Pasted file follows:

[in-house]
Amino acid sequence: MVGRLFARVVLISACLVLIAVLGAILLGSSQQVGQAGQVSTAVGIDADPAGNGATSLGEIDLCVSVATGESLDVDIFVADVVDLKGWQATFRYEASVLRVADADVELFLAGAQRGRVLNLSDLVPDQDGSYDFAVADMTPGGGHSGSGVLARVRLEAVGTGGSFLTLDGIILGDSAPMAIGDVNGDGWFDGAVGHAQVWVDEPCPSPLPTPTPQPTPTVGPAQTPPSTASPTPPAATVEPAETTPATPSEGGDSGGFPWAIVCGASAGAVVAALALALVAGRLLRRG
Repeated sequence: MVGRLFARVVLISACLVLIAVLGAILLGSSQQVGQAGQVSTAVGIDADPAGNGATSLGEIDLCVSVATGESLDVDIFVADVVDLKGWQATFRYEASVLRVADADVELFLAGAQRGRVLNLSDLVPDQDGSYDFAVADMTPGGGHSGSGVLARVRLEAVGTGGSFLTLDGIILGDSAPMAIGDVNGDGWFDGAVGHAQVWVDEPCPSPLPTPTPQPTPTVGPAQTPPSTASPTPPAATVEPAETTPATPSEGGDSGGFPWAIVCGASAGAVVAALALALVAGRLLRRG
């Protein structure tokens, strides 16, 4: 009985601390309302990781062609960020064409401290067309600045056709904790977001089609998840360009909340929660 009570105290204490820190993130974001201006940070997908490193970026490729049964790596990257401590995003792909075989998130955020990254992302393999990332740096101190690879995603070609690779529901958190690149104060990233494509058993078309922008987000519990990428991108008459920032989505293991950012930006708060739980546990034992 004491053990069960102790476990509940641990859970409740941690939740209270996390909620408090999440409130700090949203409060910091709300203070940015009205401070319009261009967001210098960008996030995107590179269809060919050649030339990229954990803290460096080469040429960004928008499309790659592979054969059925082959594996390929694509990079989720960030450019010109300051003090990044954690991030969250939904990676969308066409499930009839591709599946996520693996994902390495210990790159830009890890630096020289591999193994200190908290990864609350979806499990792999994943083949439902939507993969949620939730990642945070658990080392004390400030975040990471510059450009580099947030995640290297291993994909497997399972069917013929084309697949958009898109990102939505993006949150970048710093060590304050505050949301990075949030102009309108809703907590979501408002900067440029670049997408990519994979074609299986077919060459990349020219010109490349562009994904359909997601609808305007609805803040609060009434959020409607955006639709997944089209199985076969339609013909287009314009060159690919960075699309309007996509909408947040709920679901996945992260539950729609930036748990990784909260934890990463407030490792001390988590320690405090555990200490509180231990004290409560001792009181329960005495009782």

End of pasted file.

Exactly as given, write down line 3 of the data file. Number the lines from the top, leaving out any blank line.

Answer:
Repeated sequence: MVGRLFARVVLISACLVLIAVLGAILLGSSQQVGQAGQVSTAVGIDADPAGNGATSLGEIDLCVSVATGESLDVDIFVADVVDLKGWQATFRYEASVLRVADADVELFLAGAQRGRVLNLSDLVPDQDGSYDFAVADMTPGGGHSGSGVLARVRLEAVGTGGSFLTLDGIILGDSAPMAIGDVNGDGWFDGAVGHAQVWVDEPCPSPLPTPTPQPTPTVGPAQTPPSTASPTPPAATVEPAETTPATPSEGGDSGGFPWAIVCGASAGAVVAALALALVAGRLLRRG